Wlliam Gilmore Simms
Joscelyn: A Tale of the Revolution >> Chapter XII: The Fugitive >> Page 117

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Novel (Romance) | The Reprint Company | 1975, 1976
Transcription JOSCELYNI17
missions. Companies of infantry and cavalry were organized, and one
body of "Rangers," under Major Mayson, captured Fort Charlotte,
on the Savannah river, expelled the British regulars in charge of it,
and possessed themselves of its guns and ammunition. These were
transmitted to the keeping of Captain Kirkland, who was posted at
Ninety Six. This man, a Scotchman, and the brother-in-law of our
widow at Beach Island, betrayed his trust, and went over, with most
of his men, who were mostly foreigners, also, to the loyalist party of
his section. He thus became associated with a sturdy and dogged race
of men, who finally raised the King's standard openly, and began to
organize troops in his Majesty's name, and, under commission from
the Royal Governor, Lord Campbell, at Charleston, Col. Fletchall,
the leader of the loyalists, soon collected a force of fifteen hundred
men about him ´┐Ża force, properly led, capable of overawing the
whole country between the Broad and the Savannah rivers. Had the
energies of Lord Campbell been such as to have allowed him to ven-
ture his own person into the interior, and taken command of these
people, the highland region would probably have been lost wholly
to the revolutionary cause.
Fletchall, who was, substantially, a feudal baron in his precinct,
had no military talents to support his social popularity. He was a
mere instrument in the hands of shrewder, abler and more courage-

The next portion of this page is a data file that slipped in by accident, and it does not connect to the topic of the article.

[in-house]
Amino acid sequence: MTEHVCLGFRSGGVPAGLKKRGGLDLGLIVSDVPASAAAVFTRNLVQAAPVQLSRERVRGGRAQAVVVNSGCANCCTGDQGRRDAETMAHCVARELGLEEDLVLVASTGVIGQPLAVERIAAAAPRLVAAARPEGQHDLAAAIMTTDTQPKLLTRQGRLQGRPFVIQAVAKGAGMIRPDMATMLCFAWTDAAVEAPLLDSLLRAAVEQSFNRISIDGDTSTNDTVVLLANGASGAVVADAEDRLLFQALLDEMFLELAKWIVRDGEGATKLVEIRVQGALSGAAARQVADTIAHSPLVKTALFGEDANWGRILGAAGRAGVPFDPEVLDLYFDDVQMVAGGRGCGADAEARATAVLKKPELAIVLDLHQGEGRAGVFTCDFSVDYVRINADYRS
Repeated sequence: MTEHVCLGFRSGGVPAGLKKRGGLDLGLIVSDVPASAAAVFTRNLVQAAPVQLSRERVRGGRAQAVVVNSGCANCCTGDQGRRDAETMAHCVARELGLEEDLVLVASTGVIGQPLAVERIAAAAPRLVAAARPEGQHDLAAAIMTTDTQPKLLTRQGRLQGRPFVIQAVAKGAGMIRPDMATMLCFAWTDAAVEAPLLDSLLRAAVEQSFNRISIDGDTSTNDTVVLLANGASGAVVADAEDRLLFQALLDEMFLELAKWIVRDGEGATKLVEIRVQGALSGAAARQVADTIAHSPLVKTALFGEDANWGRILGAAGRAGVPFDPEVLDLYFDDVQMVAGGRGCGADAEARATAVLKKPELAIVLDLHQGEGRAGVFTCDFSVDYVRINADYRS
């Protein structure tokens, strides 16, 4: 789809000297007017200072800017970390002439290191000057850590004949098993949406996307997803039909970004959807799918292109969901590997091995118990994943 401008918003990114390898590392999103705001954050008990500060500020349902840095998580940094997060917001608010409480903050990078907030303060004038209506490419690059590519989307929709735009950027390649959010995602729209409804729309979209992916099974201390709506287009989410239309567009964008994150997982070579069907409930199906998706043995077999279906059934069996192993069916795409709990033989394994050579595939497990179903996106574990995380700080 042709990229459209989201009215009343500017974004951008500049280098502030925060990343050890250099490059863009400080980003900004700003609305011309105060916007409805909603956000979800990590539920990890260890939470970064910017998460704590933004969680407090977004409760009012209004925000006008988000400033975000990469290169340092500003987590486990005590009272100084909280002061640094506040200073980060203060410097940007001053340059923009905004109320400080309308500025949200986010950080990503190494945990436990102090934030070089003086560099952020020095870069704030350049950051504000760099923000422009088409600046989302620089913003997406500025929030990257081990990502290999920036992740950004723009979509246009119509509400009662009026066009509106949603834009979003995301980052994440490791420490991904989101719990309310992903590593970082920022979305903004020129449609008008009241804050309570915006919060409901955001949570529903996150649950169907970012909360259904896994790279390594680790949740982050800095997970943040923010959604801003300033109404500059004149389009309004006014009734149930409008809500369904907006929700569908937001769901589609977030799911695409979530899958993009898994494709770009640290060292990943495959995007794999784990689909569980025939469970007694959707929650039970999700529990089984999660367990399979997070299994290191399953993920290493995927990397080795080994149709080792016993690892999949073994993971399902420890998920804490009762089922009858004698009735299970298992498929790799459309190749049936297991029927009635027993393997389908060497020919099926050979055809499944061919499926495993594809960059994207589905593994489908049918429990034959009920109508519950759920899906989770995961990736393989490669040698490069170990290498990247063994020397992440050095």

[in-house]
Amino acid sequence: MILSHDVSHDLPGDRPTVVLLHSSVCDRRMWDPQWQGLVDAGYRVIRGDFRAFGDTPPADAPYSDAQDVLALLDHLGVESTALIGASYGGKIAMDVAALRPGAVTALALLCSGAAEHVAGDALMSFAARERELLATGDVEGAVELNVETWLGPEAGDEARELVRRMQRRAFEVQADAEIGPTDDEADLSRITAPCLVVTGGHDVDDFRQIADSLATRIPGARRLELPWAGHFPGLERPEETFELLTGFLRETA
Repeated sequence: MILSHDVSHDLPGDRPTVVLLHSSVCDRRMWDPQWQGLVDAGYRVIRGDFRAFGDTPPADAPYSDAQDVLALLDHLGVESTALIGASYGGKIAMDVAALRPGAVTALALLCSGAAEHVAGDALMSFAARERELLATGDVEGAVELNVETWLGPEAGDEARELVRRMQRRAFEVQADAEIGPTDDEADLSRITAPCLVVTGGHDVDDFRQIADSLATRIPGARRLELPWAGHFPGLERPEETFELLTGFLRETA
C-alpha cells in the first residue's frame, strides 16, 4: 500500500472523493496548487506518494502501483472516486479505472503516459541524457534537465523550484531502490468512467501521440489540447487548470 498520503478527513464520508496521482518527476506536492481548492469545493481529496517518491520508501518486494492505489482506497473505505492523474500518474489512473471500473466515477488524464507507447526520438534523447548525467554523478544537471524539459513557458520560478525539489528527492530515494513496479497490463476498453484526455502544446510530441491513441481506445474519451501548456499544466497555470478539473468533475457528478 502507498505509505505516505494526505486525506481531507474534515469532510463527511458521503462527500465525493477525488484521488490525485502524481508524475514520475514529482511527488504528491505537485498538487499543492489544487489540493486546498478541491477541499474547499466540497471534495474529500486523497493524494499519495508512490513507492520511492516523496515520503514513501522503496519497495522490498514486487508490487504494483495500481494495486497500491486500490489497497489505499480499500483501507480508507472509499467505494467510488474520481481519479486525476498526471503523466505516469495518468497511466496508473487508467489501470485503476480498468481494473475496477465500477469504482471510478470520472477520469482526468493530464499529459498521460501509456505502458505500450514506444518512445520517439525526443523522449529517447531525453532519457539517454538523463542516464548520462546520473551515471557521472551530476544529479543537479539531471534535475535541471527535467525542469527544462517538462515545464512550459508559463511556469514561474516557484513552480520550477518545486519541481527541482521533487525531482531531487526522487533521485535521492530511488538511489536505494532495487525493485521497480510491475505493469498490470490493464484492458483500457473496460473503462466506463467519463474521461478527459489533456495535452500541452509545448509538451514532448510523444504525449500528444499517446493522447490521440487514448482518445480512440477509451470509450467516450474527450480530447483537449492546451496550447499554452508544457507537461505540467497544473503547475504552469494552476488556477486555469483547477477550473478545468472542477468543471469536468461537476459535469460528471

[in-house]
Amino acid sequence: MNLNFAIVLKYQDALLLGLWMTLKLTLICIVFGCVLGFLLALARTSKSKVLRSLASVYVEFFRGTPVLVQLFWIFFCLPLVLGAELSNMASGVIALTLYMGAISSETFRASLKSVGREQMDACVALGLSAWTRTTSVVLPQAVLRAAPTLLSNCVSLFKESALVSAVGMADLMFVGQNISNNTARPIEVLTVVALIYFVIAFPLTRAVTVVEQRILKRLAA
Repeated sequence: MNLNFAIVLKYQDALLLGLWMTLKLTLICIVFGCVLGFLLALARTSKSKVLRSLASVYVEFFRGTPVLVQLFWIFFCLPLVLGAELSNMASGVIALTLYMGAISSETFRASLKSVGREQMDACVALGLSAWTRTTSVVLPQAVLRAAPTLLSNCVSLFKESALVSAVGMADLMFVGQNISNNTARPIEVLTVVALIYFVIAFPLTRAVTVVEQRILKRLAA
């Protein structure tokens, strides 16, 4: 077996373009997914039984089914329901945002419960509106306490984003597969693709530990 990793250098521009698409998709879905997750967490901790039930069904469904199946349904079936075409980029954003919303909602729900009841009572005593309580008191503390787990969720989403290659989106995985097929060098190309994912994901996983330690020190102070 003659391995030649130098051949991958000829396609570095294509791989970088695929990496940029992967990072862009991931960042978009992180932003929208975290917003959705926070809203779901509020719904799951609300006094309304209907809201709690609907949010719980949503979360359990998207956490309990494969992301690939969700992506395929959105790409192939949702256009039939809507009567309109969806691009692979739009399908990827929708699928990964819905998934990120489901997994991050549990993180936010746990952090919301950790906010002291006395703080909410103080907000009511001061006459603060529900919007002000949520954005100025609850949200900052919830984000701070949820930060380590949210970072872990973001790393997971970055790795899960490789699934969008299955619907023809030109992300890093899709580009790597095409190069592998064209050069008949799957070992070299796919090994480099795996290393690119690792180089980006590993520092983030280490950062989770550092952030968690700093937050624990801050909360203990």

ous parties; and these, in a country so sparsely settled with communi-
ties at once remote from each other, and wanting in homogeneity,
having so large a force in arms, already well concentrated for action,
might well entertain the strongest anticipations of the full success of
the royalist cause. At this time, be it remembered, the militia of the
whole province comprised but thirteen regiments, twelve of foot and
one of horse; in other words, as the regiments consisted, in that day,
of but five hundred men, the whole disposable force of the colony
was about seven thousand fighting men. Fifteen hundred in one
section alone, and that so remote from the capital and the larger
settlements, might well become bold enough to attempt any enter-
prise. Moses Kirkland, in immediate command of this force, under
Fletchall, was now meditating the capture of Augusta.
Such, in brief, was the tenor of the despatches brought to old Dun.
bar by Maj or Alison. Of course, there was a great deal more. Alison,
who had been a militia captain in Georgia, had hopes to subsidize a